Beware of Bloat in Dogs
Consider it the mother of all dog emergencies — if your dog has it, take them to the vet ASAP. Learn how to spot the condition and how it's treated.
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There's no quicker way to jump to the front of the veterinary ER line than walking into the hospital with a dog who has bloat — a condition in which a dog's stomach fills with air, gas, or fluid, which causes the stomach to expand and distend. In some cases, this can progress to a twisting of the dog's stomach, called gastric dilatation volvulus (GDV).
Bloat is a life-threatening condition that I treat frequently, and a good outcome is time-dependent. That means, if you even remotely suspect your dog has bloat or GDV, take them to a veterinary hospital ASAP. Keep reading to learn the signs of bloat to lookout for, plus how the condition is treated.
What is GDV in dogs?
Gastric dilatation volvulus (GDV) is the twisting and bloating of the dog's stomach. Think of a balloon being twisted in half, like when a clown makes an animal figure. The enlarged stomach presses on the major blood vessels that carry blood back to the heart, stopping normal circulation and sending the dog into shock. Making matters worse, the dog's stomach tissue is literally dying because it is stretched tightly and blood cannot circulate through it. Intense pain is associated with this disease, causing the heart to race at such a high rate that heart failure will result.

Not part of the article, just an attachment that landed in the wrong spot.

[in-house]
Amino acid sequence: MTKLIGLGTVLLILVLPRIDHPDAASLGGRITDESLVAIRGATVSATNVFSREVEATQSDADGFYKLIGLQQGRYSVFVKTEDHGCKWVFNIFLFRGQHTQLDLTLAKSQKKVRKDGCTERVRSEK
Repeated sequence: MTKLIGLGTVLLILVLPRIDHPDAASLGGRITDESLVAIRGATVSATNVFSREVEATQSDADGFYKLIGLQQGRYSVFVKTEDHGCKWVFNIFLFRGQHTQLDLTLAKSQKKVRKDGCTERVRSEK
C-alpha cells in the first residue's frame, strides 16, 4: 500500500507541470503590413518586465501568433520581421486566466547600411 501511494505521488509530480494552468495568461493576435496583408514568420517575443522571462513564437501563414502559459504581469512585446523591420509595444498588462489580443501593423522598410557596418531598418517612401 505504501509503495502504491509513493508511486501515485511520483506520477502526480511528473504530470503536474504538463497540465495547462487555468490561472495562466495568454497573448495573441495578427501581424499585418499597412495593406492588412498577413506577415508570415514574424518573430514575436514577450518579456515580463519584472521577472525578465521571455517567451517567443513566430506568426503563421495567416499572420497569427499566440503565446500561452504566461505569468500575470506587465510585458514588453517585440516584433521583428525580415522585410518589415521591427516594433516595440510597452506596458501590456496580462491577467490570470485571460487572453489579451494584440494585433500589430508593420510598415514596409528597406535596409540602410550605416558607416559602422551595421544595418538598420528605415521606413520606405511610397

Symptoms of GDV or bloat in dogs
The biggest sign of bloat is vomiting. A dog with bloat appears highly nauseated and retches but little comes up. It's important to recognize the signs of bloat — for each hour that goes by, there is a greater risk for complications. Here are the signs to look out for:
Swollen or distended stomach
Hard or tense stomach
Vomiting, highly nauseated but little comes up
What causes bloat in dogs?
There are many theories regarding what triggers bloat in dogs, but truly, no one really knows — it remains a veterinary medical mystery. Risk factors, lifestyle, and personality profiles that may increase a dog’s potential for developing bloat have been identified over the years. These include:
Having closely related family members with a history of GDV
Feeding only one meal a day
Feeding from an elevated bowl
Restricting water before and after meals
Being thin or underweight
Moistening dry foods (particularly if citric acid is listed as a preservative in the dry food).
Feeding a dry diet with animal fat listed in the first four ingredients. (Contrary to popular belief, cereal ingredients such as soy, wheat, or corn in the first four ingredients do not increase the risk.)
Fearful or anxious temperament
History of aggression toward people or other dogs
Male dogs are more likely to bloat than females
Older dogs (7–12 years) are the highest risk group
Large dogs with deep chests are at a much higher risk
Bloat affects deep-chested breeds, and dogs with deep chests that weigh more than 99 pounds have a 20 percent risk of bloat. Although a rare occurrence, I have also treated three small-breed dogs for this condition in my ten-year career.
Can bloat in dogs be prevented?
You can reduce the risk that your dog experiences bloat by:
Including canned dog food in their diet